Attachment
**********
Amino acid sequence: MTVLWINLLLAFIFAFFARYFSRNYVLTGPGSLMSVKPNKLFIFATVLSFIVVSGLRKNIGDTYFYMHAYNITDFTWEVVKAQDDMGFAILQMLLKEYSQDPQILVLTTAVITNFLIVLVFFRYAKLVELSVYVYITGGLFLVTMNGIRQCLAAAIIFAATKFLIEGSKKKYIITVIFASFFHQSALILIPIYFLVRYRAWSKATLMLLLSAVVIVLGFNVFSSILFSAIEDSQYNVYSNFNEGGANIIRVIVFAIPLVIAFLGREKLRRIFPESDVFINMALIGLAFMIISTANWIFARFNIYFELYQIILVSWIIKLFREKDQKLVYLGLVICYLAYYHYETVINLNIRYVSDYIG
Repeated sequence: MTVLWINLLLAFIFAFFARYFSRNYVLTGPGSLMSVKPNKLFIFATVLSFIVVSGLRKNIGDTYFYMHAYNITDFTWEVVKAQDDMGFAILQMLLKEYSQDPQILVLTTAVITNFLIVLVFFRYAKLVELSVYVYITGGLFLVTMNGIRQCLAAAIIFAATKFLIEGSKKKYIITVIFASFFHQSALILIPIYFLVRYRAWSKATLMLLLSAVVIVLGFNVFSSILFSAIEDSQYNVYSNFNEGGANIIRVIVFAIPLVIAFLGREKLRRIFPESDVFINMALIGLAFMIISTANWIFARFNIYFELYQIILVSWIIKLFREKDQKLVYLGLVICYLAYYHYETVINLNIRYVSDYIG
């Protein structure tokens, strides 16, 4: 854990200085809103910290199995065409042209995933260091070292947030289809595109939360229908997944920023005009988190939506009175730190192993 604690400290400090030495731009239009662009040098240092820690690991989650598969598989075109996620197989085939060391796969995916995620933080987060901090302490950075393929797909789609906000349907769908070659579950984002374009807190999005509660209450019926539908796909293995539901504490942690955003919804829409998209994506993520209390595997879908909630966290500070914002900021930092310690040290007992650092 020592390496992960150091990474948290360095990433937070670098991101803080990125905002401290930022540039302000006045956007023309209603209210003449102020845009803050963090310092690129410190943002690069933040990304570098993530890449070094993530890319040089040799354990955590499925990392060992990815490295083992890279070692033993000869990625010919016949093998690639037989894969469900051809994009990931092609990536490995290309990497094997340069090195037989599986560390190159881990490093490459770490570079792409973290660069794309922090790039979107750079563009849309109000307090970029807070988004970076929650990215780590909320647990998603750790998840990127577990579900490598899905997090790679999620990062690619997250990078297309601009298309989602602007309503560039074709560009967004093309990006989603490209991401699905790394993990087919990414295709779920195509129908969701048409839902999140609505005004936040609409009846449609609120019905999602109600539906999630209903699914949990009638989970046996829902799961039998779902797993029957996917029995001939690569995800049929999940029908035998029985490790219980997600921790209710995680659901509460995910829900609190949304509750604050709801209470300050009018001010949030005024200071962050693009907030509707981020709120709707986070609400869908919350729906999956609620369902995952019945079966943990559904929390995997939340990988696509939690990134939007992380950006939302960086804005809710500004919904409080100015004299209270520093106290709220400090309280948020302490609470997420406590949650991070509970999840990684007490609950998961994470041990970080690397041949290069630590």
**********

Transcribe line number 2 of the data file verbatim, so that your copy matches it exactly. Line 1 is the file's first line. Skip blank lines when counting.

Repeated sequence: MTVLWINLLLAFIFAFFARYFSRNYVLTGPGSLMSVKPNKLFIFATVLSFIVVSGLRKNIGDTYFYMHAYNITDFTWEVVKAQDDMGFAILQMLLKEYSQDPQILVLTTAVITNFLIVLVFFRYAKLVELSVYVYITGGLFLVTMNGIRQCLAAAIIFAATKFLIEGSKKKYIITVIFASFFHQSALILIPIYFLVRYRAWSKATLMLLLSAVVIVLGFNVFSSILFSAIEDSQYNVYSNFNEGGANIIRVIVFAIPLVIAFLGREKLRRIFPESDVFINMALIGLAFMIISTANWIFARFNIYFELYQIILVSWIIKLFREKDQKLVYLGLVICYLAYYHYETVINLNIRYVSDYIG